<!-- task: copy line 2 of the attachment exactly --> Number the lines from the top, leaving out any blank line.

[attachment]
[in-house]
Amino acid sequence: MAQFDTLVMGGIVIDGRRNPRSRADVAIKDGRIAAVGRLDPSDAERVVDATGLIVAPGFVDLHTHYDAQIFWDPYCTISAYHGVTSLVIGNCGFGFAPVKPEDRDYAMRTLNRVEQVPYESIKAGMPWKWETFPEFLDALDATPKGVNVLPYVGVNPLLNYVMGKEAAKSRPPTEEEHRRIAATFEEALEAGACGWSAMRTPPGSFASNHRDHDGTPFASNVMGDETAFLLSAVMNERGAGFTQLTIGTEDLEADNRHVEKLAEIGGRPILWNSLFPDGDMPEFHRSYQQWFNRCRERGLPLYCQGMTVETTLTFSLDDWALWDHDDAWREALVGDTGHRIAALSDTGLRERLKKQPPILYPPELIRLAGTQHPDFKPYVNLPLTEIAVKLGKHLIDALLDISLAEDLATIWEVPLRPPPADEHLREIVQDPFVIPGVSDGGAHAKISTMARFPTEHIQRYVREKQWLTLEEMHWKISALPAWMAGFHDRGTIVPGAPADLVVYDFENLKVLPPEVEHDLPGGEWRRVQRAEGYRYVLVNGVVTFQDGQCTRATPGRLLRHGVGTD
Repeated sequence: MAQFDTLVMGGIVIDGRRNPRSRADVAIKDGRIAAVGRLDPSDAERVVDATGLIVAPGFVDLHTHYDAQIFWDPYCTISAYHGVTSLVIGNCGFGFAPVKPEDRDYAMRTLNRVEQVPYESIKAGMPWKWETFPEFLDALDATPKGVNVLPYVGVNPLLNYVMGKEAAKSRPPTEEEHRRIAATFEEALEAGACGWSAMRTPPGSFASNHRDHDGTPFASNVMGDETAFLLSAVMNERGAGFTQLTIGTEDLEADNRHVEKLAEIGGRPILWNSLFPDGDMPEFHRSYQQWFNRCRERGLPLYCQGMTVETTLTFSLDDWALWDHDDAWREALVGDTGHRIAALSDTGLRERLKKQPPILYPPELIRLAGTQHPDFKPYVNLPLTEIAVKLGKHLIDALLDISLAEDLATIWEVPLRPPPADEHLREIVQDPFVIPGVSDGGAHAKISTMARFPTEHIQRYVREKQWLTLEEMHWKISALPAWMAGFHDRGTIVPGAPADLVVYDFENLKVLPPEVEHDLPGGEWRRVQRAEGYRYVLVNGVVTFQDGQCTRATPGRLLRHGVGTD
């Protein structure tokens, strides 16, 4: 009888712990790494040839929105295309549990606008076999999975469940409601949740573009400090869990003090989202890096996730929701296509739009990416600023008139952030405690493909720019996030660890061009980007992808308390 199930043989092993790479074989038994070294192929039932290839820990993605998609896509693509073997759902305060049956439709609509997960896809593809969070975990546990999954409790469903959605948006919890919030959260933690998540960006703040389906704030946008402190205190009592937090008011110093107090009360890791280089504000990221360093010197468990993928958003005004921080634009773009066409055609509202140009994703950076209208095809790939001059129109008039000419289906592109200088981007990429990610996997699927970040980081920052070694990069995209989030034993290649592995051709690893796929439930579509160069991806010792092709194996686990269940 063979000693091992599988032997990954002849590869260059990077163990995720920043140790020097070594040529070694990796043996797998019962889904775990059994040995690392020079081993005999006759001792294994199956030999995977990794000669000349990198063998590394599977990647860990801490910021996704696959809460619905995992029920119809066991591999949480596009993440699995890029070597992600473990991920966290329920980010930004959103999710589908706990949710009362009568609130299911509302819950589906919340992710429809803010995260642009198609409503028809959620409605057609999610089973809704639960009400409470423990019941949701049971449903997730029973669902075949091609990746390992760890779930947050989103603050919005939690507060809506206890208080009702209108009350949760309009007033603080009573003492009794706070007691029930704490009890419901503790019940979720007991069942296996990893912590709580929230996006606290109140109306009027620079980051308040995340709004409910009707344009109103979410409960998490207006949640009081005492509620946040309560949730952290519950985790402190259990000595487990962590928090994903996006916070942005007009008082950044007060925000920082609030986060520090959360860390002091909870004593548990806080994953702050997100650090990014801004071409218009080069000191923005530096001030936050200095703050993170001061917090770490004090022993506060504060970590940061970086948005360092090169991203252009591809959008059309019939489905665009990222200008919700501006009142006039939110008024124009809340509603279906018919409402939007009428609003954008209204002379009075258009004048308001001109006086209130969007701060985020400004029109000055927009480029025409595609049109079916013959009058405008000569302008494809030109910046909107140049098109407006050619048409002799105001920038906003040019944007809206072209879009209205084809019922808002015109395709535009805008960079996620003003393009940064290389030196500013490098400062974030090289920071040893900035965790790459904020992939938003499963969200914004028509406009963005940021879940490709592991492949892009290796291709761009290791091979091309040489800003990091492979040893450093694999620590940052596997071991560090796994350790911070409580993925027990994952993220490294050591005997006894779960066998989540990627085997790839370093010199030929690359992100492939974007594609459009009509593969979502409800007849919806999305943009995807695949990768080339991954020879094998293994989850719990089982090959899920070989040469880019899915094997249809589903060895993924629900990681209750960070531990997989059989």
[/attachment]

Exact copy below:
Amino acid sequence: MAQFDTLVMGGIVIDGRRNPRSRADVAIKDGRIAAVGRLDPSDAERVVDATGLIVAPGFVDLHTHYDAQIFWDPYCTISAYHGVTSLVIGNCGFGFAPVKPEDRDYAMRTLNRVEQVPYESIKAGMPWKWETFPEFLDALDATPKGVNVLPYVGVNPLLNYVMGKEAAKSRPPTEEEHRRIAATFEEALEAGACGWSAMRTPPGSFASNHRDHDGTPFASNVMGDETAFLLSAVMNERGAGFTQLTIGTEDLEADNRHVEKLAEIGGRPILWNSLFPDGDMPEFHRSYQQWFNRCRERGLPLYCQGMTVETTLTFSLDDWALWDHDDAWREALVGDTGHRIAALSDTGLRERLKKQPPILYPPELIRLAGTQHPDFKPYVNLPLTEIAVKLGKHLIDALLDISLAEDLATIWEVPLRPPPADEHLREIVQDPFVIPGVSDGGAHAKISTMARFPTEHIQRYVREKQWLTLEEMHWKISALPAWMAGFHDRGTIVPGAPADLVVYDFENLKVLPPEVEHDLPGGEWRRVQRAEGYRYVLVNGVVTFQDGQCTRATPGRLLRHGVGTD